Anything Is Hackable: Consumers Must Not Be Caught Out
Bryan SeelyBryan Seely

Anything Is Hackable: Consumers Must Not Be Caught Out

In an age driven by data, cyber-related crimes are on the rise. Business leaders must invest in new strategies designed to keep their customers and their personal data safe from illicit actors.

By Bryan Seely, Keynote Speaker and Cybersecurity Expert

Our world is driven by data. Vulnerabilities are ready to be exploited by bad actors everywhere we look. Hacks targeting world governments are frequently reported and subsequently covered in global media, but what worries me is the growing amount of innocent consumers being affected by data breaches every day. Massive corporations are failing to adapt quickly enough to the changing landscape.

The global big data analytics market was valued at $272bn in 2022 and is expected to reach close to $750bn by the end of the decade. A growing industry will always be met with an increase in rogue actors looking to profit from it illegally, and consumers must be vigilant.

We submit or create personal data sometimes without even knowing it. Storing passwords online and enabling website cookies are just two examples of things we do every day to make our lives easier. Increasing efficiency is often our primary concern without contemplating the security implications of such actions.

There has been a clear up-tick in cybercrime around the world since the turn of the century as more and more devices are connected to the internet. In the US alone, an estimated 53.35 million citizens were in some way impacted by cybercrime in the first half of 2022. In 2021, US nationals lost $6.9bn to cyber-related crimes.

As we saw during the pandemic, many flocked to the world of decentralized finance (DeFi), seeking opportunity as cryptocurrencies took off in value, but also for security.

Blockchain technology promises enhanced levels of security and personal data protection and while in many cases this remains true, clear risks still remain especially as the tech becomes more mainstream.

It does not take much research to understand the growing magnitude of crypto-related cybercrime. Last year, cybercriminals stole over $2.8bn from innocent crypto holders through various hacks and exploits.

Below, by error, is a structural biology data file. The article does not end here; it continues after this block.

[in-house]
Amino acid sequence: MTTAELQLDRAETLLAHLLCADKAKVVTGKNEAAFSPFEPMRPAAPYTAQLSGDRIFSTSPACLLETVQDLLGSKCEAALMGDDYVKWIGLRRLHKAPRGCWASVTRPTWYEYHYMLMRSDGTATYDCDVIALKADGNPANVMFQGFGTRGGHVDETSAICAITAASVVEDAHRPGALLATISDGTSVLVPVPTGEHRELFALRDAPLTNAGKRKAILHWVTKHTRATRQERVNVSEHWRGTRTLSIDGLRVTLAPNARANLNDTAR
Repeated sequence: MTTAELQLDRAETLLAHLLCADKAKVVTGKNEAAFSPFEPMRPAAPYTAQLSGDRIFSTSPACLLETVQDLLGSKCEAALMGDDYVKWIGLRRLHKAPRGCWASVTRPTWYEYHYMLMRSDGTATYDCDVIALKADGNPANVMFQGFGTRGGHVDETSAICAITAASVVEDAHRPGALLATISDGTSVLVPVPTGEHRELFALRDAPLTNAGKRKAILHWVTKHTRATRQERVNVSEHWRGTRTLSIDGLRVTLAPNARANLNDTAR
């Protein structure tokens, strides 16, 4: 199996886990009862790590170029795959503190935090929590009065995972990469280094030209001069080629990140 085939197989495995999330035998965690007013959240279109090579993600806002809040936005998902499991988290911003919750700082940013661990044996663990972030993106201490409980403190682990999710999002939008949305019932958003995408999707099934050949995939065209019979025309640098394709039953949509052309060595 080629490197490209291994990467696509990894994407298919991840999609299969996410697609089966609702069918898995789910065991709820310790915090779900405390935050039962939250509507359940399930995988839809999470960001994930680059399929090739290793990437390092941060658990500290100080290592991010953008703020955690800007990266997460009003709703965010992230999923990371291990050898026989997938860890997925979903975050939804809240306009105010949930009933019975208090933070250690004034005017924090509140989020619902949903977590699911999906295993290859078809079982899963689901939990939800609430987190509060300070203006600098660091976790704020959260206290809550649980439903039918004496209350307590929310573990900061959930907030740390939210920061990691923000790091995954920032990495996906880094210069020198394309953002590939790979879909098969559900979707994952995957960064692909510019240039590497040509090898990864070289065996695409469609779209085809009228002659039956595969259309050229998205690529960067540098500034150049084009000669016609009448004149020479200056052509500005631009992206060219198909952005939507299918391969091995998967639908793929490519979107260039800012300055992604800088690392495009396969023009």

During such exploits, user funds are usually compromised but, due to the ways in which online crypto wallets and accounts are usually set up, consumers may not realize that their personal data is also being stolen via sophisticated phishing attacks.

Major governments continue to be incredibly concerned by the uptick in such criminal behavior. Earlier this year, the Biden Administration published a new National Cybersecurity Strategy promising, amongst other things, significant new long-term investment into cybersecurity capabilities.

While measures like this will undoubtedly help consumers, the reality is that criminals will always find novel ways around defense measures.

We know that nothing is ever truly unhackable. Fortunately, technology enables us to design products that prioritize users’ personal data. Crucially, the tech should cover both traditional and decentralized finance.

The world’s largest and most successful company of all time, Apple, issued a public statement late last year acknowledging ‘increasingly sophisticated and complex’ threats to user data and personal security. Following this, they announced numerous security updates to products used by hundreds of millions every day.

In the DeFi sphere, popular Web3 company SafeMoon released a new product called Orbital Shield at the beginning of 2023 which utilizes advanced 256-bit encryption to anonymize user data. This software is actively being rolled out throughout the company’s product ecosystem meaning that their one million plus wallet users are safe in the knowledge that even in the event of a hack, their data remains secure.

In March, when discussing the need to protect user data, SafeMoon’s CEO, John Karony explained how companies are incentivized to collect and store user data. He went on to say that ‘securing user data should keep developers up at night’ and that ‘the very concept of data storage needs to be reimagined altogether’.

As the cyber threat continues to evolve, new products designed to cope with this are needed across industries. Data which includes one’s most personal information including date of birth, address, bank account information, relatives and more continues to be at risk from exploitation.

We know that there is no such thing as perfect security, but like locking your car or setting the alarm in your home, there are measures that businesses can take to help secure their users’ personal security.

As stated by President Biden in March, cybersecurity ‘is essential to the basic functioning of our economy’. Digital connectivity should always be a tool that uplifts and empowers people everywhere, not one used for repression and coercion.

About the Author

Anything Is Hackable: Consumers Must Not Be Caught OutBryan Seely is a world-renowned ethical hacker, cyber security keynote speaker and thought leader who frequently speaks at major global cybersecurity conferences. He is a former US Marine and host of Black Hat MEA podcast who famously became the only person in history to successfully wiretap the US Secret Service and FBI, informing both agencies of his work.

Bryan can be reached online at and @bryanthemapsguy

November 12, 2023

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